Thoughts on writing kids

One of the things I hear the most on about The Other Man is usually about the kids. They not only lighten up the story a bit, but I’m pleased that so many people feel that they’re not only well-written, but true to form, too.

Writing kids isn’t always easy. There are so many ways to go off too much one way or another, but I love writing them. Maybe it’s because I was a bit of a lunatic mutant (or a model citizen, depending on which parent you ask, heh), myself, but I feel like it’s really freeing to re-visit that part of my life and write kids as, well, kids.

In the interest of self-preservation, I will not tell too much on my sibling other than to say that some of the events that happen in the dinner scene may have been tested out in real life by one or the other of us at some point. Way before I knew I absolutely had to write or else the ideas would eat me in my sleep, I learned to pay attention to the little moments that were just so full of awesome that I didn’t want to forget them. A lot of those happened at dinner and were so left-field, they were priceless.

To be fair, a lot of those incidents were me. I was known for gunning it through the prayer as if my life depended on how fast I could blurt out a phrase (Probably even more so when I figured out how much it irritated my own father. Don’t ask me why I thought that was a good idea or hilarious, but I did. And I still might on occasion…). I made up little songs a lot as a kid (there’s the infamous story about how I memorized commercial jingles and had the talent for singing the exact wrong one at whatever restaurant we were at). And although my parents have no memory of this, I definitely pulled the Mrs. Lederhosen trick in the story. I didn’t call myself that, but at one point I thought it was the most brilliant of brilliant ideas. I don’t recall being sent to my room too much before my pre-teens (or if I was, I didn’t realize it was a punishment and just went and played with my toys), but I did have moments where it irked me to be separated away from everything that was going on. I got it into my head that the way around this was to put on all my dress up clothes at once, waltz back out into the living room, and pretend that I was this woman who had somehow been shut up in my room by mistake. I have no idea why I thought that made sense – I didn’t even think up any cool details like inter-dimensional portals or anything (granted, I was like four).  For some reason I thought this was brilliant and that not only would my parents never catch on, but they’d gladly let some random woman who’d just crawled out of their daughter’s closet plunk down in the middle of their living room and play with her toys.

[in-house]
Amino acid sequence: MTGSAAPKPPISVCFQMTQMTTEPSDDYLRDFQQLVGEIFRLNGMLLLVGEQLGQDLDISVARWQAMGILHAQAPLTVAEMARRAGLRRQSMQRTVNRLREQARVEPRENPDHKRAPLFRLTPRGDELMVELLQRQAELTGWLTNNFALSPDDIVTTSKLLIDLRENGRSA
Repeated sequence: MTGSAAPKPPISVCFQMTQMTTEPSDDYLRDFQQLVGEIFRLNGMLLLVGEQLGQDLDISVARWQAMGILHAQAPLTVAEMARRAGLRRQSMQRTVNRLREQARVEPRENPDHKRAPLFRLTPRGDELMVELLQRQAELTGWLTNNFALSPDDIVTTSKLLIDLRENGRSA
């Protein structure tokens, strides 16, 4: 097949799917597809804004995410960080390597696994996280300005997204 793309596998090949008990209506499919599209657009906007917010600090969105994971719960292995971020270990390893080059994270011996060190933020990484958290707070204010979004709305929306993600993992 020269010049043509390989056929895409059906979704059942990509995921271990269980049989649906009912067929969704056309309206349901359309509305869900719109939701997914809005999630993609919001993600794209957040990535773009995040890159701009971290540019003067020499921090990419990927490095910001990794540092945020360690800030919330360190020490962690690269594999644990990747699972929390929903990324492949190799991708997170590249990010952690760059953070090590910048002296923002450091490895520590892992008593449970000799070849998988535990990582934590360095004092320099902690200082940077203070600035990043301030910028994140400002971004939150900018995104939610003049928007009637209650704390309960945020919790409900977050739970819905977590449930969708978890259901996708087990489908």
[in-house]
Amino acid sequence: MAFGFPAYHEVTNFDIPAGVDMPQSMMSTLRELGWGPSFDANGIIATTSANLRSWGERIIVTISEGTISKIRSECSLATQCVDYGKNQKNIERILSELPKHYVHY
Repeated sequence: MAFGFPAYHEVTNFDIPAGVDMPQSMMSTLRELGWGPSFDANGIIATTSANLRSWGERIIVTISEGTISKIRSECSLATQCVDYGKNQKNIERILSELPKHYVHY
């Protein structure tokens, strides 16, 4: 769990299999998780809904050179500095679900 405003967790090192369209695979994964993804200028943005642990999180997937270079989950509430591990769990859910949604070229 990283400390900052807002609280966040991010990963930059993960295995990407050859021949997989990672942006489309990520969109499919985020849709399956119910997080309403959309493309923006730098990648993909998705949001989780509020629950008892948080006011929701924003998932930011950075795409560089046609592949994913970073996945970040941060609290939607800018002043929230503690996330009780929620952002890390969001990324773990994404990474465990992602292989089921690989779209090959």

It really put me out that this never worked, and now that I’m older I can only roll my eyes at my past self. Ever proof that I was imaginative from day one.  Always one to buck the trend of the parenting manuals, that was me!

I suppose my point is that kids are mutants. They’re awesome mutants and I’m glad they’re mutants. They’re so uninhibited that it’s just awesome to see what they come up with. Their minds work hard, y’know? I’m not saying they shouldn’t behave, but I find it sad that so many people struggle to wipe out that kind of zany creativity. They’re people, and it’s important to let them sort of figure things out (within reason. Always within reason. Safety is important and so is behaving like an active member of society. I’m not advocating letting people be feral or raising them to be some sort of malevolent creepy recluse that shoots a cannon at their neighbors or something).  I’ll admit that I enjoy writing that type of kid: the explorer, the one that’s somewhat of a rebel, the creative spirit, the one who doesn’t quite understand why the rules are the way they are. Not a bad type, but a little off the cuff, to be sure.

Not that I know what that’s like at all…



All Andrew wanted was the typical American dream: a good career, a nice house, and a loving family. Instead, he has a dead-end job, a cramped apartment, and children who remind him of creatures out of a sci-fi movie. He’s also well aware that he’s not the only man who inhabits his wife’s thoughts and daily life. How can he put up a fight when he’s reminded of the competition every time Bethany turns on the CD player? After one eventful evening meal when expectations, disappointments, and secrets collide, life will never be the same.

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